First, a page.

Last week I led a 30 minute, focused conversation connecting the readings on dark patterns in UI with the mission statement and value promise of JUST – our partnered client in this years Capstone projects.
The goal was to make assumptive leaps around what other values we could tease out of the organizations message – values that might pertain to the organization, the clients, or both. And then to see how these values emerge, or don’t, through examples of dark and light patterns in user interface design.
Setting the Stage
I wanted to preface the conversation and activities with two takeaways I’d had from our introductory session with JUST President and CEO, Steve Wanta, and their Director of Design and Research, Erika Ortiz.
They both spoke about using intentional friction on two levels – to create space for mental slack, and also to nudge toward a desired behavioral outcome that would be beneficial to both JUST and their client. Additionally, there was a curiosity around wanting to understand how JUST could manufacture role models or ‘aha’ moments to inspire, educate, or empower.
I wanted to present both of these takeaways as something to hold in the back of our minds as we moved through several exercises.
Activity #1 – Making Value Assumptions
Lauren read aloud the JUST mission statement and value promise. Using Scattergories boards and a sand timer, we took 3 minutes to unpack what values might be important to JUST and their clients.
Sean added these to a white board as we called out one value at a time, crossing off duplicates as we went.
As a facilitator, it was exciting to witness the energy and curiosity that created. While I intuitively grabbed the game on my way out the door, I hadn’t anticipated how it could be structured into the conversation until we were all interacting with it.
We were all surprised to see how many we had come up with as several of us expected to have the same set of answers. There were some hmm’s and ahh’s.
The conversation that followed led us into how and when we consider a person’s values – at what stage of the ‘design’ process? Does it begin when we engage them in conversation? Is it when we start to move from problem space to opportunity space?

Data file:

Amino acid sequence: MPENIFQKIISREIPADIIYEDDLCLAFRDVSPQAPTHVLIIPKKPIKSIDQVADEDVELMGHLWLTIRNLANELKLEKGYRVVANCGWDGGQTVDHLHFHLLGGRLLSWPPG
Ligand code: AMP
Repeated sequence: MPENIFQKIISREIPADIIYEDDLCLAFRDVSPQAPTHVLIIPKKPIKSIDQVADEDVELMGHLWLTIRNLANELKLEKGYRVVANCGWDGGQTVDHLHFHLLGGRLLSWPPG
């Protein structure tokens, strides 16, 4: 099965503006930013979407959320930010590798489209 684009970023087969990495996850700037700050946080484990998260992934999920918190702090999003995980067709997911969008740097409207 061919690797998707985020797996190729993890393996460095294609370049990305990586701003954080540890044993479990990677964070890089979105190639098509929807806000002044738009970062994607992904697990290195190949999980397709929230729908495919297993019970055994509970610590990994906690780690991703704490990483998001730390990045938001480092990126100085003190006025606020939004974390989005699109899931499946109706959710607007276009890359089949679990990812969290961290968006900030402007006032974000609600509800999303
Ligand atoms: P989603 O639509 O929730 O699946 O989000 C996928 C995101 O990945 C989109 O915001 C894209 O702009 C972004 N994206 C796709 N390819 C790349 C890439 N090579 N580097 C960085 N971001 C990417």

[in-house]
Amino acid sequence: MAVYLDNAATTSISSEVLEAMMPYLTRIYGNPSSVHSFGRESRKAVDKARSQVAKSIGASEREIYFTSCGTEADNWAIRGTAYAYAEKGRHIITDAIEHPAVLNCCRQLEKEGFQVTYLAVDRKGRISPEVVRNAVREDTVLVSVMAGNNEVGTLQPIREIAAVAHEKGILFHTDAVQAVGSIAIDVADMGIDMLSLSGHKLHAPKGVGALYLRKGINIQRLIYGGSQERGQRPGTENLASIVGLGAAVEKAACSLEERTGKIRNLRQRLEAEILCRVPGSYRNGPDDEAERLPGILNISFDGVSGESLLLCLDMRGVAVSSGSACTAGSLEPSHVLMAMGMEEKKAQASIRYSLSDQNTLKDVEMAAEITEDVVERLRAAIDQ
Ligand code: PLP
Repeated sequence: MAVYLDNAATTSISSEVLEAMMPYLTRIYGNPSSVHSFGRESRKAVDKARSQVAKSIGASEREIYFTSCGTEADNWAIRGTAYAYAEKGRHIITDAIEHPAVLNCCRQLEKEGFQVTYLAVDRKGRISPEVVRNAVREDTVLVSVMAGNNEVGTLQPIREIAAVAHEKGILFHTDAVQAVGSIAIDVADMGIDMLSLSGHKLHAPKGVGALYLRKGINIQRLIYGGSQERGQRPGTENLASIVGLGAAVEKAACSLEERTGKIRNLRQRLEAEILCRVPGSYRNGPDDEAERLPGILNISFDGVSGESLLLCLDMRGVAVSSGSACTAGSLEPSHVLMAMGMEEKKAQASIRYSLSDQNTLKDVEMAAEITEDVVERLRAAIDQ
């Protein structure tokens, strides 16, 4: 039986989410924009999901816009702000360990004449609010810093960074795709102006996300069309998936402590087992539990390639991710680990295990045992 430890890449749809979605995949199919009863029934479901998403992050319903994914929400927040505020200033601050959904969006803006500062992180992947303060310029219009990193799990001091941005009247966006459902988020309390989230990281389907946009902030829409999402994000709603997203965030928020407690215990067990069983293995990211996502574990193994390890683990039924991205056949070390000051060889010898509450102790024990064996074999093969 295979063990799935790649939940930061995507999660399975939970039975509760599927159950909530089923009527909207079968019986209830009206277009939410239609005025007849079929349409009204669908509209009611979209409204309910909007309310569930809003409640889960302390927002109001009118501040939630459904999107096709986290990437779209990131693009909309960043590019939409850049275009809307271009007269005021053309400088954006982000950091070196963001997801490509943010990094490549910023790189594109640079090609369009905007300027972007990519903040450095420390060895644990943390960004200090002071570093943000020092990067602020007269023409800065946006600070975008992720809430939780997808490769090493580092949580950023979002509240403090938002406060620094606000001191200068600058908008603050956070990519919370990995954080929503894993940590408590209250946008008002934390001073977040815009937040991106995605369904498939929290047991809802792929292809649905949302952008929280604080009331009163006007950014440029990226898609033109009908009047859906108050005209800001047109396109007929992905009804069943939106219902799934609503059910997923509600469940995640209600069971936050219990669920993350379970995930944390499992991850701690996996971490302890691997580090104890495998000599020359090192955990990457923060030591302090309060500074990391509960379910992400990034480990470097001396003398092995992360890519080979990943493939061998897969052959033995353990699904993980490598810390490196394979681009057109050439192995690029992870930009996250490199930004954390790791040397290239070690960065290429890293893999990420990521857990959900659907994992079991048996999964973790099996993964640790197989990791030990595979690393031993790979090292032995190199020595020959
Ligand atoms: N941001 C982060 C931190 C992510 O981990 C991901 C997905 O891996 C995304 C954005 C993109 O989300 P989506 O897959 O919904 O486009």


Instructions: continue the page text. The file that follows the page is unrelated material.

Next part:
Activity #2 – Matching Values to UI Design
Using some of the examples from our readings of bad UI as well as several examples of good UI – that the internet graciously culled for me – we asked ourselves two questions:
The exercise created room for conversation, particularly around those examples that weren’t so easily placed:
We closed out the conversation with a question borrowed from the Liberating Structures library of exercises. By then we’d run out of time to reflect on this together. In the future, I would anticipate this potential outcome and print a takeaway so folks could consider this on their own time, and perhaps spark conversation down the road.
As I understand it, good facilitation is a product of thoughtful preparation – considering what the boundaries of the conversation should roughly be, what activity could promote understanding, curiosity or engagement. It also requires leadership – to know when to reel a conversation in, to push it forward, or pull in perspectives that might be missing.
In writing this post, it was tempting to set down words that are buzzy – that make sense on a “smart” level. But when I step back to think about the experience, I take myself back to the feeling. What did I feel during that process? What did I notice in other people? What was the energy? What was the vibe? The tone? When were people engaged or disengaged? What visual cues communicated this to me? Did they like it??
This diagram is a rough stab at visualizing what goes into thoughtful preparation for me. The questions I’m asking afterward are similar to the questions I’m asking at the outset. How can I set a stage with these in mind?
Here are a few things I would refine in the future:
- Include a clear objective and takeaway on the slide deck! Since I was using one it would have made sense to clearly state this and use the deck as a tool for helping people digest the goal and the desired outcome.
- Get into the activity quicker to allow more time for group reflection and conversation, both during and after.
- Tell people what they’re in charge of rather than asking them to volunteer for roles. Everyone is expecting, and needing, that kind of take charge confidence.
- Prepare a takeaway in the event your conclusion builds toward reflection, or something that begs further consideration.
If you have additional thoughts on how I could build or improve on the activities listed above – please reach out to me!